Professor Ronald MacDonald, Adam Smith Professor of Political Economy, University of Glasgow
As the currency debate relating to a potentially independent Scotland rumbles on, it is perhaps a good time to take stock of some of the salient issues in this debate. The first, and perhaps most important, is the issue of the proposal that the Scottish government is currently running with, that a post independent Scotland would retain the pound sterling by remaining part of a sterling zone. But is this really a credible plan for a responsible government to be proposing? The answer for a number of reasons is a resounding NO!
Firstly, and as I have argued extensively elsewhere, it is important to note that an independent Scotland would become a net exporter of hydrocarbons and a monetary union, or indeed any system that would entail a rigidly fixed exchange rate, would not be a suitable option. But, say, the government of an independent Scotland were to press ahead with such a scheme what would happen?
In essence what would happen is that the other negotiating party, the rest of the UK (rUK), if indeed they are prepared to negotiate which in itself is a big if, would demand such severe constraints on the operation of fiscal policy – the ability to tax and spend – that it would emasculate any economic freedom that an independent Scotland is likely to have. Indeed, given this and given an independent Scotland would have given up the transfers that exist within today’s UK, would be straddled with its fair share of debt, would be relying on the volatility of oil prices to finance its deficit and would have no means of altering its external competitiveness all mean that the system would not be tenable. Such a system would inevitably be abandoned, creating huge disruption and uncertainty for an independent Scotland with clear implications for the provision of public services, employment and output.
In essence you simply cannot have a successful monetary union without a political union and we surely need look no further than the recent Euro zone experience to get a feel for the horrendous consequences of a monetary union without political union. But in the Scottish Government’s first Fiscal Commission report they give the example of the Belgium and Luxembourg economic Union as a successfully operating monetary union between a larger and smaller country working successfully and to the considerable benefit of the smaller country.
However, what is not mentioned in such arguments when the Belgium Luxembourg Economic Union (BLEU) is considered is that this was not what the majority of economists would classify as a monetary union at all. It was actually a dual exchange rate system in which one rate, essentially for personal transactions, was fixed and another rate was flexible, a bit like a black market rate, for certain financial transactions. This dual exchange rate system was at the heart of the success of the BLEU, but is clearly very different to what is being proposed in the current sterling zone proposal. And in any case such a system could only be sustained in a world of severe capital controls, which is very different to the world we live in today of free and unfettered capital markets.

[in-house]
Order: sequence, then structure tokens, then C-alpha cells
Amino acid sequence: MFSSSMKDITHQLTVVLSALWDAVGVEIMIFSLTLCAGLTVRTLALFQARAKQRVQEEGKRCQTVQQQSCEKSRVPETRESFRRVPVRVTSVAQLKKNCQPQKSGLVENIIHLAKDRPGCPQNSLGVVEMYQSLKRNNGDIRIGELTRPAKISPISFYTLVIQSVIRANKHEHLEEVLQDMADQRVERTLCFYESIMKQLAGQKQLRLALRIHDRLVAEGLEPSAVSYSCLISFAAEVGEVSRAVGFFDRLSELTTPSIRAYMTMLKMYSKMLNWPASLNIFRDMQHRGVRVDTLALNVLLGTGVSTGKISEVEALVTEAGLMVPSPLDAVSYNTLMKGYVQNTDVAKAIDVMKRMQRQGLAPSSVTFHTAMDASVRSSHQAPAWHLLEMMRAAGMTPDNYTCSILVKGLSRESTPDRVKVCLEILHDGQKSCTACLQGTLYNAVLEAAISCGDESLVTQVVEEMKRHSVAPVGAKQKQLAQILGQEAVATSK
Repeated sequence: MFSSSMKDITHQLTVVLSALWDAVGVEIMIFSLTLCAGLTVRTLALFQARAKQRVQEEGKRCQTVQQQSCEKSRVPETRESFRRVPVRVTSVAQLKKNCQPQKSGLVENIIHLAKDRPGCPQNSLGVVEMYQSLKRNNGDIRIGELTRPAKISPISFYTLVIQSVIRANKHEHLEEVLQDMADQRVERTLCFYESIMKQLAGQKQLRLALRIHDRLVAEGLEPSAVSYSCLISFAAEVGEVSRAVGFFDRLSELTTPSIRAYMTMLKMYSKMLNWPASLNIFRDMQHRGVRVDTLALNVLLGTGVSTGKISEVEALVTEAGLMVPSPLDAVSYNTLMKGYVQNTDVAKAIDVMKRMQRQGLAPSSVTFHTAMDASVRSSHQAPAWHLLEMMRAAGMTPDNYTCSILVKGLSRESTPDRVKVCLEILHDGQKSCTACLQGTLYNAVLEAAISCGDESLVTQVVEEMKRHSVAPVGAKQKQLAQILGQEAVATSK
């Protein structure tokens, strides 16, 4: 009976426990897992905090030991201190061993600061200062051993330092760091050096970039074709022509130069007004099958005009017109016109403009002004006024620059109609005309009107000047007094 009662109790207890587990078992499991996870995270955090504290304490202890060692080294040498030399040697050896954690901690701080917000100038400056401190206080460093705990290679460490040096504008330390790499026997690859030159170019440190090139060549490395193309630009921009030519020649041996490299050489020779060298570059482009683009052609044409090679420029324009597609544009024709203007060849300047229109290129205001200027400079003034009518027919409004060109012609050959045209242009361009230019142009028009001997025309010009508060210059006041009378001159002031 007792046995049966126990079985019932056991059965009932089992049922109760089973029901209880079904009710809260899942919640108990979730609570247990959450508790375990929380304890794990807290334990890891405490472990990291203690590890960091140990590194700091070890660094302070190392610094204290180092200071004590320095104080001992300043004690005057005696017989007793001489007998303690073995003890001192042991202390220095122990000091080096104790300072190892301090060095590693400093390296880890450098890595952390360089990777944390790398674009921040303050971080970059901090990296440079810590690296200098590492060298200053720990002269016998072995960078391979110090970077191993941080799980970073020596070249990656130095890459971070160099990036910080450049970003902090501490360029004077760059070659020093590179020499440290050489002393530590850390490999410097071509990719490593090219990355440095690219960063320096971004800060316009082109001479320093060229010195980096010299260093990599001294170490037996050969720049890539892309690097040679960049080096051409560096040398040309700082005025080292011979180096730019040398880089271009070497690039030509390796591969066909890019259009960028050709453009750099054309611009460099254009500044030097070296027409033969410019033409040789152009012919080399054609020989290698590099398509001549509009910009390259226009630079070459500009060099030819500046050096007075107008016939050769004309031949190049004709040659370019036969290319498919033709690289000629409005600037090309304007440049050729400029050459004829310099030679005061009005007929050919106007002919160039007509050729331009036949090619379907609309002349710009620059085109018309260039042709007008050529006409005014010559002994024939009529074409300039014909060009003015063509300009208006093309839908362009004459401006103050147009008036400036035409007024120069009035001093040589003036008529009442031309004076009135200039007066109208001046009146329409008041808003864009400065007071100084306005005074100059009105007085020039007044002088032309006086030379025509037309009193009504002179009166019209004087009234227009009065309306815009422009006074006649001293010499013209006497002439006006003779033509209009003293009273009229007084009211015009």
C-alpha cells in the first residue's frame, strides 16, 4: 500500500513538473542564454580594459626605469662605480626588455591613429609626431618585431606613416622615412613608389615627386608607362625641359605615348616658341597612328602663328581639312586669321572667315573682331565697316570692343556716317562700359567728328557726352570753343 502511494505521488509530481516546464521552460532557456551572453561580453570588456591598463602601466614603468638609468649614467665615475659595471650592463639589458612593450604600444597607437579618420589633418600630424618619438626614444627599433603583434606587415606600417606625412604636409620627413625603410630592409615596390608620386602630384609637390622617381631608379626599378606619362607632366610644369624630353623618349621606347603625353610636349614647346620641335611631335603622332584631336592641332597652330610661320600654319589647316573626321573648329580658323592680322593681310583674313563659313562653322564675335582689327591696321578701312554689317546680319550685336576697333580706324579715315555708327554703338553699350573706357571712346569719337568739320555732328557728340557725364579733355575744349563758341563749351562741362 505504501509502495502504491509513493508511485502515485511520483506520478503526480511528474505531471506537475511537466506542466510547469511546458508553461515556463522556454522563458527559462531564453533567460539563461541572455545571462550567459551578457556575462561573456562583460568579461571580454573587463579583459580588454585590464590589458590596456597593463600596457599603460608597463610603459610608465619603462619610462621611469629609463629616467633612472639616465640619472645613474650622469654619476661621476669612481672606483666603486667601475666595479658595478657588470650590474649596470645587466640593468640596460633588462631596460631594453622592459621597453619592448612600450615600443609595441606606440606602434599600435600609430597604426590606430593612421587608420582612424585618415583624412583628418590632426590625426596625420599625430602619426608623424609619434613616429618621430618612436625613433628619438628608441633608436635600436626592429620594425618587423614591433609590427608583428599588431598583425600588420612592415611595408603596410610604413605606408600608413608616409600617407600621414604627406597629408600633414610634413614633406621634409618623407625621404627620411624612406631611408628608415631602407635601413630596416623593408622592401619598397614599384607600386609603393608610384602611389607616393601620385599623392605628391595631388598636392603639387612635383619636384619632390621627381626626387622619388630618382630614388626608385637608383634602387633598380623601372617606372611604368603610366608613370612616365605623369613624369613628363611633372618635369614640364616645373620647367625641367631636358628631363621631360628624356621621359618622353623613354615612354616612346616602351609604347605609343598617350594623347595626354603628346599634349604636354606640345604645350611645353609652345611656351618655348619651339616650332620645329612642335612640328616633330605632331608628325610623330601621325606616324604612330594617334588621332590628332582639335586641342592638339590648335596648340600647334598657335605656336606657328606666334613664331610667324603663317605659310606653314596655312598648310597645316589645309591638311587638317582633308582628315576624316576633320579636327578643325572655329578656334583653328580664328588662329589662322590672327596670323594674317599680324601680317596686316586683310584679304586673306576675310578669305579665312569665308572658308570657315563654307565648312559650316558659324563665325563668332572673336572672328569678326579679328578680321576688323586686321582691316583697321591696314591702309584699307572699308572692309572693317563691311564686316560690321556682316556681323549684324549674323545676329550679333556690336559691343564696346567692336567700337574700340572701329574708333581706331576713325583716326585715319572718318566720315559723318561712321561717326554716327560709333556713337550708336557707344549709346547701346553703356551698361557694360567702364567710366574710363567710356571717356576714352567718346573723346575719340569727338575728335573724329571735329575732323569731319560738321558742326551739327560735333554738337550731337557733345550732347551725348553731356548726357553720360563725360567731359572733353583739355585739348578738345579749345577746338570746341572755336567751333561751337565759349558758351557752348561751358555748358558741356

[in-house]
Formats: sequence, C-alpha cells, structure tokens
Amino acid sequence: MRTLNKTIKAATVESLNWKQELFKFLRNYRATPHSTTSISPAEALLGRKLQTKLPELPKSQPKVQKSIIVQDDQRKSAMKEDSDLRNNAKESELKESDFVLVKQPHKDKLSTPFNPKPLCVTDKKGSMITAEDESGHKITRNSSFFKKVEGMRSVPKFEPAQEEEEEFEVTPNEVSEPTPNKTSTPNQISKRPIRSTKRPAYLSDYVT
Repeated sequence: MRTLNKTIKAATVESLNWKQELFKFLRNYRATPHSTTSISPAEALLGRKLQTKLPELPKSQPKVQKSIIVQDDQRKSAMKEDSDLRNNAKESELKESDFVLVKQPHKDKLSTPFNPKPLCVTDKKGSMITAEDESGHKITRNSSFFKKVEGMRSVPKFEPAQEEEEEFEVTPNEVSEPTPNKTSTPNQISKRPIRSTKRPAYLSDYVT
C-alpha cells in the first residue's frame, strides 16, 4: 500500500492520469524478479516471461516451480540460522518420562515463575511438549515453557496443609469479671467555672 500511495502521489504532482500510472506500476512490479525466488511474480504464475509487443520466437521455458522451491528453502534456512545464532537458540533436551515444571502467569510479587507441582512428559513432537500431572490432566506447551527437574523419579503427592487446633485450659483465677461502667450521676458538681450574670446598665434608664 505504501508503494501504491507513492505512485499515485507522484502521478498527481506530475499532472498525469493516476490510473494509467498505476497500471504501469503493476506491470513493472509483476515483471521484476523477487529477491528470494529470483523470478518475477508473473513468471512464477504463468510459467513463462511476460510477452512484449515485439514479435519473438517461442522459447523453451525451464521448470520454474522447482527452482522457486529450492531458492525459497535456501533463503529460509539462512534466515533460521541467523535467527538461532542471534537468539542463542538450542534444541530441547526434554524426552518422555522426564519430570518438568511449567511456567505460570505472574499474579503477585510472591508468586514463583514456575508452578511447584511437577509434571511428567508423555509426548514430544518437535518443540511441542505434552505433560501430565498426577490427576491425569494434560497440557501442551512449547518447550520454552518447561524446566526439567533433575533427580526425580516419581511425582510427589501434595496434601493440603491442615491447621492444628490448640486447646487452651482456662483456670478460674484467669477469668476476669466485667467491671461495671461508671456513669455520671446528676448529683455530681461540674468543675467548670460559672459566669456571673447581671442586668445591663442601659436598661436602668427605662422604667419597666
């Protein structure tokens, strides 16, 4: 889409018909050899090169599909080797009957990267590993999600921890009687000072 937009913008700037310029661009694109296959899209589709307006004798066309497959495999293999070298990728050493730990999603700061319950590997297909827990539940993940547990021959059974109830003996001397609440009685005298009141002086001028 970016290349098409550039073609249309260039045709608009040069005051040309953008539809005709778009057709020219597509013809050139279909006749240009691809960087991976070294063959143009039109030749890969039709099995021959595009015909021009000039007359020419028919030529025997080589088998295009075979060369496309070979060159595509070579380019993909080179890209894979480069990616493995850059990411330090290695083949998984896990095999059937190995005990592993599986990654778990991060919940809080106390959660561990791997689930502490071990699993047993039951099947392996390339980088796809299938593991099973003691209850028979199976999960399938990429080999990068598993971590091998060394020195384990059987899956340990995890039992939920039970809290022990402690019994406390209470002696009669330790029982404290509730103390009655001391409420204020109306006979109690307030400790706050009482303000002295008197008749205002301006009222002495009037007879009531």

In sum, the proposed sterling zone arrangement that the Scottish government is running with is nothing more than a sham and as Dr Angus Armstrong of the National Institute for Economic and Social Research has recently argued it is absolutely imperative that this issue is settled well before people go to the polls since the costs to both an independent Scotland, and indeed to rUK, of not doing so would in all likelihood be generational in its impact.
It seems the Scottish Government’s response to not being allowed to participate in a formal sterling zone, which as we have shown would actually be ruinous for an independent Scotland, is to say that it would not accept responsibility of its fair share of rUK liabilities and particularly its fair share of UK public debt. Presumably in that case it would not be given the share of assets relating to the sterling monetary union, such as, crucially, its share of the foreign exchange reserves held at the Bank of England. How then would they be able to operate a sensible foreign exchange rate policy absent foreign exchange reserves? Where would these come from? Perhaps the answer would be by borrowing from foreign countries.
But who is going to lend to a country where its political leader has already said that it is going to renege on a substantial and significant portion of its debt? Such a statement means that an independent Scotland would only be able to borrow on international capital markets at penal interest rates – if at all – with the consequences that that would have for an independent Scotland’s fiscal deficit, public spending and taxes. One wonders how the Icelandic public feel about the governments of both the UK and the Netherlands currently seeking reneged debt that amounts to about around two thirds of Iceland’s GDP. And of course Argentina is still being pursued in international courts for debt it reneged on many years ago and is highly restricted in what it can borrow in international capital markets. The unpleasant arithmetic of reneging on ones share of debt is it seems long lasting and profound in terms of its economic consequences.